Thursday, December 27, 2012

A New Year's Message of Hope for Immigration Reform by Robert Gittelson, President, Conservatives for Comprehensive Immigration Reform

Over the past several years, I have made it a personal tradition to offer a New Year's Message of Optimism regarding the chances for CIR in the upcoming year. However, this year I am more hopeful than ever that next year - 2013 - will finally be the year that brings true legislative relief to our long broken immigration system. I sincerely feel that the "stars are alligned," and the political odds favor CIR sooner rather than later. The stars actually began to allign in 2012, and the thoughts that I wrote for last year's New Year's message have proven to be, in theory, correct.

Last year I wrote, "I would also offer my guarded optimism about a possible comprehensive immigration reform in the not too distant future. While I do not expect to see a CIR pass in 2012, I do see that Congress is, quietly but sincerely, moving in that direction. Again, there remains a long way to go, and the fact that 2012 is an election year makes any serious discussion of CIR a topic that can probably only be addressed after the election... I believe that there exists cause for optimism for advocates of immigration reform. Many conservatives are moving cautiously in the direction of a CIR solution. There exists in this country, and importantly in our Congress, an emerging consensus that we must address the inequities that are inherent in our current and outdated immigration policies. However, we will still need time for the politics in this country to catch up to the policy. Again, I urge patience. However, I am reasonably certain that our patience on this issue will soon pay off. 2012 should be the year in which we see the beginnings of movement toward a more just and efficient immigration policy."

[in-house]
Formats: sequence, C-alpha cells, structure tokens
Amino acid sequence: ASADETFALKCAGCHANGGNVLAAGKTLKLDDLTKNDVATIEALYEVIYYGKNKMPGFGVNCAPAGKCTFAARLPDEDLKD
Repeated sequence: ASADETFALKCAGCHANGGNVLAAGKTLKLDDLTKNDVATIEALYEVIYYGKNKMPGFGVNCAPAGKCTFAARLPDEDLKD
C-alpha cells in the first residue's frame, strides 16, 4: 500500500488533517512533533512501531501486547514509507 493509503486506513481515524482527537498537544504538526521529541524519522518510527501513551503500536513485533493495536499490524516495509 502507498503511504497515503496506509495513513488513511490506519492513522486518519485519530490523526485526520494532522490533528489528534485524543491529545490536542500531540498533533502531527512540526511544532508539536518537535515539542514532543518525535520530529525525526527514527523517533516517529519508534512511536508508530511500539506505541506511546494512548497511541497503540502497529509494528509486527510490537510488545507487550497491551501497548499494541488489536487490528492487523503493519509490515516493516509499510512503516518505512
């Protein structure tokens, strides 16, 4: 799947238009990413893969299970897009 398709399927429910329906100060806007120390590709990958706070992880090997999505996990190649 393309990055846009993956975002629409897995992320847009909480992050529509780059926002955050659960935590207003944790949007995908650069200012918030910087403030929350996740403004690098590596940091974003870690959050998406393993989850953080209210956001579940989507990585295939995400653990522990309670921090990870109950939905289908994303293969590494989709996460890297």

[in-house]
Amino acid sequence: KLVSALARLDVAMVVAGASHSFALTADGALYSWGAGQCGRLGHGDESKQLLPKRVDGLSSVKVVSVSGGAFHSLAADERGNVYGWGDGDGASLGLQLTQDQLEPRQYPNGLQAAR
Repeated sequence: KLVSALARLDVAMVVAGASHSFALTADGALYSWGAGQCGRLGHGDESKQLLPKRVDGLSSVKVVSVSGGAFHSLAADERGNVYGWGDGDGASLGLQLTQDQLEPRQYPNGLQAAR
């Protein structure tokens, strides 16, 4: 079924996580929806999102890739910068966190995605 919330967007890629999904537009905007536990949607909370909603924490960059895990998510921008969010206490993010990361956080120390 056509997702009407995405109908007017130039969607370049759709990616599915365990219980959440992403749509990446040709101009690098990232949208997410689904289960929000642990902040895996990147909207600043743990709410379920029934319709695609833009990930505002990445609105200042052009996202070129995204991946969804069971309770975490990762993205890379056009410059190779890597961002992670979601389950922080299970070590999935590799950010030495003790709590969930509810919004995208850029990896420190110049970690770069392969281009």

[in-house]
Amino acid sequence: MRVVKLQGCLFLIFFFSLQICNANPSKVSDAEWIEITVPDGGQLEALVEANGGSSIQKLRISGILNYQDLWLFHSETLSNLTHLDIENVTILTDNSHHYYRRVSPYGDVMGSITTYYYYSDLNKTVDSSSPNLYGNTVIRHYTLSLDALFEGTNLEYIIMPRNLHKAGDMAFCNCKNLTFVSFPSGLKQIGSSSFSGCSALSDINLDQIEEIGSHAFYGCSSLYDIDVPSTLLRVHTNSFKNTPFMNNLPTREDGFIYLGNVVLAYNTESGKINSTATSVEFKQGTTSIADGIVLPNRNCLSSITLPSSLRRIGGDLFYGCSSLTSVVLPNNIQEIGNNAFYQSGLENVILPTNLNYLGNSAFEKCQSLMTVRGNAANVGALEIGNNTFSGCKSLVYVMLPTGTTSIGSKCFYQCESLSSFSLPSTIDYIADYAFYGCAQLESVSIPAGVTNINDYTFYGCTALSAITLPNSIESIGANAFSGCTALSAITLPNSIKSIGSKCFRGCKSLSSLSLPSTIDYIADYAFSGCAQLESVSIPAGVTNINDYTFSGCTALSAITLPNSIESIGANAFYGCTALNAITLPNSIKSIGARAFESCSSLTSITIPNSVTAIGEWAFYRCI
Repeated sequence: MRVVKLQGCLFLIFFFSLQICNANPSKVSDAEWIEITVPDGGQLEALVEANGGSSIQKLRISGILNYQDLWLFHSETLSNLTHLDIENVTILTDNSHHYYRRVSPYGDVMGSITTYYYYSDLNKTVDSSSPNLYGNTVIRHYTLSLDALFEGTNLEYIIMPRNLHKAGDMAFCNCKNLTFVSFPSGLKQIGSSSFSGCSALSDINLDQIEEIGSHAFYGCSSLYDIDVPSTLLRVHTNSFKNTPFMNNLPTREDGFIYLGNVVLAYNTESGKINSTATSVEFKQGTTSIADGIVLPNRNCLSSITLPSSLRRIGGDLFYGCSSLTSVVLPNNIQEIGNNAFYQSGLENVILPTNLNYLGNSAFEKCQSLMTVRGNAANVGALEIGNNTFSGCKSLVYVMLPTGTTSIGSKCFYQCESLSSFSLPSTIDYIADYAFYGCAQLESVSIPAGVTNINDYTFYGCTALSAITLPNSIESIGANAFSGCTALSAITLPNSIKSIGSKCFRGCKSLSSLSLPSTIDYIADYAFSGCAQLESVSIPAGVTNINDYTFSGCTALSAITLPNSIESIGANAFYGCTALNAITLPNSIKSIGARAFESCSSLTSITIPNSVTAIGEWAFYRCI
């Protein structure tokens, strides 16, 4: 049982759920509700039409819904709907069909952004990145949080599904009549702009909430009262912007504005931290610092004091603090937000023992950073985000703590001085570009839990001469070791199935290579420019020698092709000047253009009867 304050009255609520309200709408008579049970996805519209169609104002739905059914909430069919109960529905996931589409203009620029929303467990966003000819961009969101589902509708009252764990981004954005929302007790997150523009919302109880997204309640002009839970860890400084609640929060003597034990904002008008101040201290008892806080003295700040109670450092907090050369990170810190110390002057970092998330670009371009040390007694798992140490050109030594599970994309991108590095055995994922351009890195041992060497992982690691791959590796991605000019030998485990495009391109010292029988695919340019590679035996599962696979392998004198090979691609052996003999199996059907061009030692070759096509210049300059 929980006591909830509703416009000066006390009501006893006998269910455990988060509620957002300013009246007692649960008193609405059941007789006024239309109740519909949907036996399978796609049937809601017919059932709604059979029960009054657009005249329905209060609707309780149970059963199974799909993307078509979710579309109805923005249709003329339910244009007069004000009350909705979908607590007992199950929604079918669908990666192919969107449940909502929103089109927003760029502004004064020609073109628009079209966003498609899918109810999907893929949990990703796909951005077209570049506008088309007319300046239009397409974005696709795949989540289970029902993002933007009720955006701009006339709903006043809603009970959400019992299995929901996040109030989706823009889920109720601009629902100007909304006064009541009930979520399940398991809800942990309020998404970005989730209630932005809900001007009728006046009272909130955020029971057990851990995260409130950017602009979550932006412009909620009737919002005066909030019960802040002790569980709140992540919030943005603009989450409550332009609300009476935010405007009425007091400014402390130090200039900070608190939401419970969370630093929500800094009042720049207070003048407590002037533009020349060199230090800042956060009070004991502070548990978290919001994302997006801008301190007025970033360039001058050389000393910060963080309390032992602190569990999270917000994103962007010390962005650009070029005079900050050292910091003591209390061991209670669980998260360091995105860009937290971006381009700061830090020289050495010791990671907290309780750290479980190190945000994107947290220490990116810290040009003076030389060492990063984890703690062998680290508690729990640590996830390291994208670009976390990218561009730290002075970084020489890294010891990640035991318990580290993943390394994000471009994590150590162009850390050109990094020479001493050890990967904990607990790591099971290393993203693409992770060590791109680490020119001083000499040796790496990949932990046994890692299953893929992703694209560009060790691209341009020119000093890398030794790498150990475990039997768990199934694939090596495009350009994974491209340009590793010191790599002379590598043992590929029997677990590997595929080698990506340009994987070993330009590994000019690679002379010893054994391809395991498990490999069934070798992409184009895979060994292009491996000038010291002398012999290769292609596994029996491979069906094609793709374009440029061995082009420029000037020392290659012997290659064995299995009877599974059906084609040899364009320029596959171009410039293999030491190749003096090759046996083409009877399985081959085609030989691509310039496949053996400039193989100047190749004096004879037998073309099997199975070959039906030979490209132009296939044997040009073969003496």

Indeed, 2012 has proven to be a year in which we did see the beginnings of a bipartisan conversation about finally addressing CIR legislation in a meaningful and serious way. 2012 did bring us some relief, of sorts, with the President's Defered Action for Children of Arrivals, or DACA. I must admit, I didn't fully see that coming in last year's message, although I did predict some action toward relief for "DREAMers." I wrote, "All year, I have been discussing with (members of Congress and the Administration) the importance of passing the DREAM Act, or at least a version of the DREAM Act that will help hundreds of thousands of hard working, high achieving, and innocent young men and women to emerge from the shadows, and to live their lives in dignity and legality, in the light of day. Importantly, I have been meeting primarily with Republicans, and quietly but sincerely, many of them have been listening. It is still too early for me to say publicly exactly what will happen or when, but I am convinced that something positive will indeed happen, and soon."